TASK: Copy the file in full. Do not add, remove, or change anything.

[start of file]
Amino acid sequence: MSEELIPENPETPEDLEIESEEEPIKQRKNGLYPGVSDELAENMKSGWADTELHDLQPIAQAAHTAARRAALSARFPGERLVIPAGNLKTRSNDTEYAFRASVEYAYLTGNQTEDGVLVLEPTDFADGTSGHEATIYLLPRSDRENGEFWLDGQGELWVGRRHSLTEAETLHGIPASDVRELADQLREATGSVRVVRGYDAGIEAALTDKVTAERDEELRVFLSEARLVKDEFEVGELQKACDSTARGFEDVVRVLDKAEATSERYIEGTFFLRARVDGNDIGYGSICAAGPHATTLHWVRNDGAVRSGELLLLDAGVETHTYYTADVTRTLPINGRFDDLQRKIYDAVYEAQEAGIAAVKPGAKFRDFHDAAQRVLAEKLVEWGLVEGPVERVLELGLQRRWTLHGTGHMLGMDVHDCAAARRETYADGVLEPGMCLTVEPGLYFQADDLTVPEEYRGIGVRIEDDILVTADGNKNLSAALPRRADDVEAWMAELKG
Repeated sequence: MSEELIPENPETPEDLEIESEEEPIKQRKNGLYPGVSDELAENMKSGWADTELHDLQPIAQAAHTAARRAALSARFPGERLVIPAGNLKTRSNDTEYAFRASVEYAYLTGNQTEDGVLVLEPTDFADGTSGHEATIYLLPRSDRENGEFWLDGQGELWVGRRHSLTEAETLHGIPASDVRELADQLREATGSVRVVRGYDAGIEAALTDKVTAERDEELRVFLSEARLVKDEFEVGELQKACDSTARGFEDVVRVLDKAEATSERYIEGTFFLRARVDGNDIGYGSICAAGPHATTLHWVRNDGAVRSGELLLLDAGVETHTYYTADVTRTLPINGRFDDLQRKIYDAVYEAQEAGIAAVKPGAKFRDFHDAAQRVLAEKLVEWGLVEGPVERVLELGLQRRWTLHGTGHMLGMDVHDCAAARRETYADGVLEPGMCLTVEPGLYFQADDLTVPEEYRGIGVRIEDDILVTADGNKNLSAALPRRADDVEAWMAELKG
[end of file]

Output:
Amino acid sequence: MSEELIPENPETPEDLEIESEEEPIKQRKNGLYPGVSDELAENMKSGWADTELHDLQPIAQAAHTAARRAALSARFPGERLVIPAGNLKTRSNDTEYAFRASVEYAYLTGNQTEDGVLVLEPTDFADGTSGHEATIYLLPRSDRENGEFWLDGQGELWVGRRHSLTEAETLHGIPASDVRELADQLREATGSVRVVRGYDAGIEAALTDKVTAERDEELRVFLSEARLVKDEFEVGELQKACDSTARGFEDVVRVLDKAEATSERYIEGTFFLRARVDGNDIGYGSICAAGPHATTLHWVRNDGAVRSGELLLLDAGVETHTYYTADVTRTLPINGRFDDLQRKIYDAVYEAQEAGIAAVKPGAKFRDFHDAAQRVLAEKLVEWGLVEGPVERVLELGLQRRWTLHGTGHMLGMDVHDCAAARRETYADGVLEPGMCLTVEPGLYFQADDLTVPEEYRGIGVRIEDDILVTADGNKNLSAALPRRADDVEAWMAELKG
Repeated sequence: MSEELIPENPETPEDLEIESEEEPIKQRKNGLYPGVSDELAENMKSGWADTELHDLQPIAQAAHTAARRAALSARFPGERLVIPAGNLKTRSNDTEYAFRASVEYAYLTGNQTEDGVLVLEPTDFADGTSGHEATIYLLPRSDRENGEFWLDGQGELWVGRRHSLTEAETLHGIPASDVRELADQLREATGSVRVVRGYDAGIEAALTDKVTAERDEELRVFLSEARLVKDEFEVGELQKACDSTARGFEDVVRVLDKAEATSERYIEGTFFLRARVDGNDIGYGSICAAGPHATTLHWVRNDGAVRSGELLLLDAGVETHTYYTADVTRTLPINGRFDDLQRKIYDAVYEAQEAGIAAVKPGAKFRDFHDAAQRVLAEKLVEWGLVEGPVERVLELGLQRRWTLHGTGHMLGMDVHDCAAARRETYADGVLEPGMCLTVEPGLYFQADDLTVPEEYRGIGVRIEDDILVTADGNKNLSAALPRRADDVEAWMAELKG